How important do you feel is sexuality in finding someone attractive? In other words do you agree with Caroline's position that nobody is 100% straight or gay?
I think it really does depend on people. Some people probably are a 100% straight, other a 100% gay, but I believe most people are somewhere ‘in between’. There are so many different aspects to sexuality to take in account though… Should your sexual orientation be based on your sexual behaviour only? On how you identify yourself? What if you have desires you never act upon, should they nevertheless still be taken into account? When it comes to understanding sexuality, I really think that the Klein Sexual Orientation grid is one of the best tools we have. It’s such a shame it’s not well known in mainstream culture.
Caroline's seduction of Olivier is subtle and Elly Condron is very alluring. How did you get her to exude such a strong sexual presence without being overtly sexual?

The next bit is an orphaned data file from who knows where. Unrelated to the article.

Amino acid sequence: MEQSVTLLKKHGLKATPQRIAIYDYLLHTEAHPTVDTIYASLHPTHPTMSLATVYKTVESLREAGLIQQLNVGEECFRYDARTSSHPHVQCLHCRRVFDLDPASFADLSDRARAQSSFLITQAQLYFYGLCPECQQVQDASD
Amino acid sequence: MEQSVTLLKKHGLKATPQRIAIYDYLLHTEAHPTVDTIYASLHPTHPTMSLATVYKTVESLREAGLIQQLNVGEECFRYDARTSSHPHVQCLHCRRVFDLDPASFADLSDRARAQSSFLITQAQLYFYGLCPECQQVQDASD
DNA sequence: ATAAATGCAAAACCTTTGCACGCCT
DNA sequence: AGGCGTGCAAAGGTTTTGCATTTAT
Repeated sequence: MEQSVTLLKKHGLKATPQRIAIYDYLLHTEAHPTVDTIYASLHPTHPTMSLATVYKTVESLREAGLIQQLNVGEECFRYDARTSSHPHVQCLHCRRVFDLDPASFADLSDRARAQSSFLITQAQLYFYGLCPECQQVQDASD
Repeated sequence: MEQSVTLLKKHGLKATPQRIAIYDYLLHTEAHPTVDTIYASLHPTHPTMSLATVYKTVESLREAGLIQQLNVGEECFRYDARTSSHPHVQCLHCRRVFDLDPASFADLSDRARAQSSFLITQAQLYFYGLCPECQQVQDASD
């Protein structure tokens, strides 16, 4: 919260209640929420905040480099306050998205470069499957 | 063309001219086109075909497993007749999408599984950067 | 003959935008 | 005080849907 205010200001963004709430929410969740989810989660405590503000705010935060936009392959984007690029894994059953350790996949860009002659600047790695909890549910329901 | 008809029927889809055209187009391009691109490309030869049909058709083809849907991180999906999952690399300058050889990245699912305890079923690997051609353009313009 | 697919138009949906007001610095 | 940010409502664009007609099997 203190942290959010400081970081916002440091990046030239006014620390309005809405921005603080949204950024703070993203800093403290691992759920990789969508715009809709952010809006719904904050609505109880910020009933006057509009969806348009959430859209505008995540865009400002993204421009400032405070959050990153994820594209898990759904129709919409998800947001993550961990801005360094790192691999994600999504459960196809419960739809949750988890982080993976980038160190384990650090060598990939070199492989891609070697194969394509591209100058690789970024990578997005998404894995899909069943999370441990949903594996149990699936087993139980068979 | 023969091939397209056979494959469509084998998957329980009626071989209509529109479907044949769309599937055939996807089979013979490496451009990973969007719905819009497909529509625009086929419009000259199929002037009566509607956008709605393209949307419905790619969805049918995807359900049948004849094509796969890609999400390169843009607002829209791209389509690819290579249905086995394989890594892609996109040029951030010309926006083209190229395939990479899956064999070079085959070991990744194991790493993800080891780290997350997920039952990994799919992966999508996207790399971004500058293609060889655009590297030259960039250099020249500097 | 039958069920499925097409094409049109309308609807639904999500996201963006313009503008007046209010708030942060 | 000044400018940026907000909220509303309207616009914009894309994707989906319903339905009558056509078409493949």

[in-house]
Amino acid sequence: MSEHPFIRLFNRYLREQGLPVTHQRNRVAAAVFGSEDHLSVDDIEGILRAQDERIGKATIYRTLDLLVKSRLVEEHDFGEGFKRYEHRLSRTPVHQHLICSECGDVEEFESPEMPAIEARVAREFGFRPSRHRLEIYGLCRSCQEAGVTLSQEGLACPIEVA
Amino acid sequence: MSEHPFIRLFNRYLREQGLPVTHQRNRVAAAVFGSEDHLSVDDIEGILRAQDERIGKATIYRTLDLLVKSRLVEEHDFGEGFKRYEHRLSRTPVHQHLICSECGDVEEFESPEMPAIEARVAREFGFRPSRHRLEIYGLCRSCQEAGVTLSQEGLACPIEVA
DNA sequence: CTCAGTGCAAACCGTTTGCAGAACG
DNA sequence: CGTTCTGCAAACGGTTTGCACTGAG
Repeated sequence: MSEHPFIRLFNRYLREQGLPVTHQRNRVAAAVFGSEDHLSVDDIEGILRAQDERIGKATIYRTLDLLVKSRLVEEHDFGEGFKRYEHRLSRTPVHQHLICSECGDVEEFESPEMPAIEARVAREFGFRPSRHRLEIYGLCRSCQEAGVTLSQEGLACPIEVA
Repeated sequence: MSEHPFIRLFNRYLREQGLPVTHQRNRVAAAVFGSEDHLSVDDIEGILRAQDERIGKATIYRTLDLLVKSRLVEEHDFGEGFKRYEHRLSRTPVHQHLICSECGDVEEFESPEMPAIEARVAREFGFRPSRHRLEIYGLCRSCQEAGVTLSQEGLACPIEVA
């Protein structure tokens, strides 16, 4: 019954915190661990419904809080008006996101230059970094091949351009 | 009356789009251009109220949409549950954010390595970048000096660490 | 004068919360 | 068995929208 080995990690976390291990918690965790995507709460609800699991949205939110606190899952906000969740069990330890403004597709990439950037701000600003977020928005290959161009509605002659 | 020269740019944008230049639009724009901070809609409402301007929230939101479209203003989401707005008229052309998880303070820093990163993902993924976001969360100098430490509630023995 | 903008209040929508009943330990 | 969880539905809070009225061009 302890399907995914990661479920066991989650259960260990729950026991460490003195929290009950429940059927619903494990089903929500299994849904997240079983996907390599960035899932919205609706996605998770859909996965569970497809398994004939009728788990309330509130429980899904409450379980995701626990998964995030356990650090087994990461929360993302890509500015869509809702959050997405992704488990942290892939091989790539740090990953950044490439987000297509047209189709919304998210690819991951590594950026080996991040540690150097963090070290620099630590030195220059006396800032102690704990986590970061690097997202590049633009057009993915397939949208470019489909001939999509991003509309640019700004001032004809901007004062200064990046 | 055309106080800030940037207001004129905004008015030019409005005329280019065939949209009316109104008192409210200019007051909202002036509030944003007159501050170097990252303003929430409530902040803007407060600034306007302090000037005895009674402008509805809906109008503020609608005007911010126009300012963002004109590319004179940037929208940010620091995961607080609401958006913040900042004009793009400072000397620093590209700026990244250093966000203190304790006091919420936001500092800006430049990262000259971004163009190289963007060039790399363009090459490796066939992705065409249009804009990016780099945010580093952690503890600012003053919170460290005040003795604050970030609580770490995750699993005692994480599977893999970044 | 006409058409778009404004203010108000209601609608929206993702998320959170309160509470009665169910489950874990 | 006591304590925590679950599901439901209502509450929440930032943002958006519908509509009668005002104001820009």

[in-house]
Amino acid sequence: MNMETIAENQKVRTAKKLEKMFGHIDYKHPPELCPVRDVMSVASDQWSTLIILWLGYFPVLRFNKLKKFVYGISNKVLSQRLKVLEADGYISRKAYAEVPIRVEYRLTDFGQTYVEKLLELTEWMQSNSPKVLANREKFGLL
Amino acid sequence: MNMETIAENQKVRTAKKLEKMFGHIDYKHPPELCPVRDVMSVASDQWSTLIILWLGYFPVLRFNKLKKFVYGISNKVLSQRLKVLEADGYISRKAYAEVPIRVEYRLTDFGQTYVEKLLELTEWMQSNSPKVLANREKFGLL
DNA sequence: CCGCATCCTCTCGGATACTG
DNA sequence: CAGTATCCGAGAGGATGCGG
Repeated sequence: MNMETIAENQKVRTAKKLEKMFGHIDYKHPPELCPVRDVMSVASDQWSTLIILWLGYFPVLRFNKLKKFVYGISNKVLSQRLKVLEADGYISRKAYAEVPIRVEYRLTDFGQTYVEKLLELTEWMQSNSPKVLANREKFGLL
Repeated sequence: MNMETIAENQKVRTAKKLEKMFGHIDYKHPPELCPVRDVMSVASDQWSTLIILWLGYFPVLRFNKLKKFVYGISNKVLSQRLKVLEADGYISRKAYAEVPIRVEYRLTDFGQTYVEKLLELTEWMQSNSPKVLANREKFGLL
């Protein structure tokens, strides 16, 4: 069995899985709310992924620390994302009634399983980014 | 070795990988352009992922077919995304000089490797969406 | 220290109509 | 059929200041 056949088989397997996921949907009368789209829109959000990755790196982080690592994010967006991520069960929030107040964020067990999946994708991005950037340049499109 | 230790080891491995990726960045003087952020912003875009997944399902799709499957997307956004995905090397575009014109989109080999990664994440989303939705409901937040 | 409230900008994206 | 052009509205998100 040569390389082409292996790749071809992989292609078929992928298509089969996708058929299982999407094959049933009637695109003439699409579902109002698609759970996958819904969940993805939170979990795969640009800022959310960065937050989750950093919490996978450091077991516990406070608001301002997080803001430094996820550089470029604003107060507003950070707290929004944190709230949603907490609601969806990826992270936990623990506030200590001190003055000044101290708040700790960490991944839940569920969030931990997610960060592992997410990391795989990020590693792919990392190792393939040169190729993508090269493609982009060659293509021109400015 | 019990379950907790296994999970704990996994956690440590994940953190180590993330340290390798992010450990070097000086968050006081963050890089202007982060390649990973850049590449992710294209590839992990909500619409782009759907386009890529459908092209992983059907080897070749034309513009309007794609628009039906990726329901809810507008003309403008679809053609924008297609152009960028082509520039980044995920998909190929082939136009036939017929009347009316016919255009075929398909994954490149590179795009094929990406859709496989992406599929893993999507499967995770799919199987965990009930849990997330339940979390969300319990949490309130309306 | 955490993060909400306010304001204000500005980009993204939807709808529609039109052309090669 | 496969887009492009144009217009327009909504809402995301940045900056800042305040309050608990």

Elly is a terrific actress, and most credit goes to her! I think people often forget that Caroline’s character is deeply broken, which makes her very vulnerable. She puts on such a strong front though a lot of people tend to forget where her recklessness comes from. As a result, rather than being a vulgar, in your face, overly confident ‘sexual predator’ we’re presented with someone who uses her sexuality as a last resort to feel some sort of love. I think there is something really touching about Caroline’s character.
In addition, I think the way we filmed the movie – simple, long takes and many distant wide shots – creates an overall sense of respect and prudishness. No ‘close-up on the breasts’ or anything of the sorts!
What do you hope people will take away from the film?
I hope they will realise that sexuality is a much more complex aspect of human life than how we have come to understand it. And more importantly, that we all face struggles in the face of love – whether we might be gay, straight, bisexual or anything else!
Thank you to Philippe Audi-Dor for taking the time to answer my questions, and also to Catherine Lyn Scott. Wasp is currently available on DVD and VoD.